Yet it is not always fantasy, and it is not all new. In real schools, it is not uncommon for male teachers to enter into sexual relationships with girls, and this has been so for a long time. In the past, it wasn't unusual for a male teacher to marry his favourite pupil when she became old enough. Men will openly admit to fancying young girls in uniform and have no fear that their friends will call them perverts. The boundaries are not clear. Despite the formality of many aspects of Japanese schools, they can be very touchy-feely places. When I taught in Japanese high schools, I was occasionally surprised to see a girl of 12 or 13 giving a male teacher a neck rub in the staff room. It may have been completely innocent, but to western eyes it seemed inappropriate.

In Japan, people are generally quite relaxed about nudity and children. Communal bathing is a part of Japanese culture and people are unselfconscious in front of one another (though at a mixed nude bathing spot you'd be unlikely to see many young women). Western viewers of Hayao Miyazaki's magical anime My Neighbour Totoro are often surprised and uncomfortable when watching the scene where the father takes a bath with his two daughters, aged 11 and four. We can't watch such a scene without an awareness of all the connotations of paedophilia. In Japan, sharing a bath with one's children is natural.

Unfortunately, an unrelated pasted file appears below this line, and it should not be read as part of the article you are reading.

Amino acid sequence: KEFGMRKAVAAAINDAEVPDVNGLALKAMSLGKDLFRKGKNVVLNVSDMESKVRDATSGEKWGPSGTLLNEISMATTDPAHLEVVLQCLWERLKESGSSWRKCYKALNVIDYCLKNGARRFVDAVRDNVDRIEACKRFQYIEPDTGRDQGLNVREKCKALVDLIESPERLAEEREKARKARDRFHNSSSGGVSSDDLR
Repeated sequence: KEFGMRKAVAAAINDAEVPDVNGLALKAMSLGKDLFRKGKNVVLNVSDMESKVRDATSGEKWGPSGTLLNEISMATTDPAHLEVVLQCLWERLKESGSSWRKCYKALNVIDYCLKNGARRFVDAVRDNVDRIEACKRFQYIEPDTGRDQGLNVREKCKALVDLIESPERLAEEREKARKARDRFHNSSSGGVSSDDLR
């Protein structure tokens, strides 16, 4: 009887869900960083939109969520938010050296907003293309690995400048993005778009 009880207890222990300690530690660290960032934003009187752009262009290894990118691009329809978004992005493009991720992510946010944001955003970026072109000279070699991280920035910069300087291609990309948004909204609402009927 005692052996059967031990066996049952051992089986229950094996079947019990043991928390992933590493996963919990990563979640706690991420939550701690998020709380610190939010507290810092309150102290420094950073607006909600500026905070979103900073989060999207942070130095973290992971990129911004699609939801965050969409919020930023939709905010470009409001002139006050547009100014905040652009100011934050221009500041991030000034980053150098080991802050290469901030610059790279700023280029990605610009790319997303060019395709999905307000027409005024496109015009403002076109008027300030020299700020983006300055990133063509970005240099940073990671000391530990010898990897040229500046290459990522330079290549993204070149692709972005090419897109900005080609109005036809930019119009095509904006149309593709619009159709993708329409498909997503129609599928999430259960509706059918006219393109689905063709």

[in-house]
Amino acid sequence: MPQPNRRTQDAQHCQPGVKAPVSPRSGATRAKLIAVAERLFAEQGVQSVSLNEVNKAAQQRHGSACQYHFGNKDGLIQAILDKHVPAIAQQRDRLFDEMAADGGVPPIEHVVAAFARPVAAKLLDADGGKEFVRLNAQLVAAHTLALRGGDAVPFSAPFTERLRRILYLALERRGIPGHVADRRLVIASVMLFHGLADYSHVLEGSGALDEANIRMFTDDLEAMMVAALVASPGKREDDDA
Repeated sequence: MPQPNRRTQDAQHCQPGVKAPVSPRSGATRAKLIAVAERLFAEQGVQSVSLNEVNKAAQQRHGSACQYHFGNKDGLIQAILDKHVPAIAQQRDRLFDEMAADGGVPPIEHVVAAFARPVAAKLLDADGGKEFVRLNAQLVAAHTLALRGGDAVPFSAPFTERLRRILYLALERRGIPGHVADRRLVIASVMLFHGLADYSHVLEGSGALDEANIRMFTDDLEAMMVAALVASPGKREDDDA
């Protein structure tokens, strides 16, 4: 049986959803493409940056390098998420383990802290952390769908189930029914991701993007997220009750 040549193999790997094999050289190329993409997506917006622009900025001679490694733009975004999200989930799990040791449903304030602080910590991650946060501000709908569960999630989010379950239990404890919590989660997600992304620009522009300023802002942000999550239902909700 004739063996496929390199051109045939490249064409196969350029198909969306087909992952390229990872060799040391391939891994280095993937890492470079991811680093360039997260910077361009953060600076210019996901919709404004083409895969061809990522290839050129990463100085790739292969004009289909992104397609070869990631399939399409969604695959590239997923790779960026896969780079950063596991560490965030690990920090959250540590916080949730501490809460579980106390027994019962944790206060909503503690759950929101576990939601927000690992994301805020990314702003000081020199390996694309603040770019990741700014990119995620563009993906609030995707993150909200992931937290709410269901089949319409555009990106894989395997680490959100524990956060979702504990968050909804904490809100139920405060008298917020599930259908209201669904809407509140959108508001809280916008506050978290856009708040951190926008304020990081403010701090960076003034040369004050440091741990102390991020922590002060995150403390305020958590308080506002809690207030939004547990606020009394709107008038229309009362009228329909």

Culturally, much visual humour in Japan derives from nudity and bodily functions. One of Japan's most popular TV anime programmes, Crayon Shin-chan, started out as a manga.

The rest of this article is only available to active members of Questia

Sign up now for a free, 1-day trial and receive full access to:

  • Questia's entire collection
  • Automatic bibliography creation
  • More helpful research tools like notes, citations, and highlights
  • Ad-free environment

Already a member? Log in now.

Notes for this article

Add a new note
If you are trying to select text to create highlights or citations, remember that you must now click or tap on the first word, and then click or tap on the last word.
One moment ...
Project items

Items saved from this article

This article has been saved
Highlights (0)
Some of your highlights are legacy items.

Highlights saved before July 30, 2012 will not be displayed on their respective source pages.

You can easily re-create the highlights by opening the book page or article, selecting the text, and clicking “Highlight.”

Citations (0)
Some of your citations are legacy items.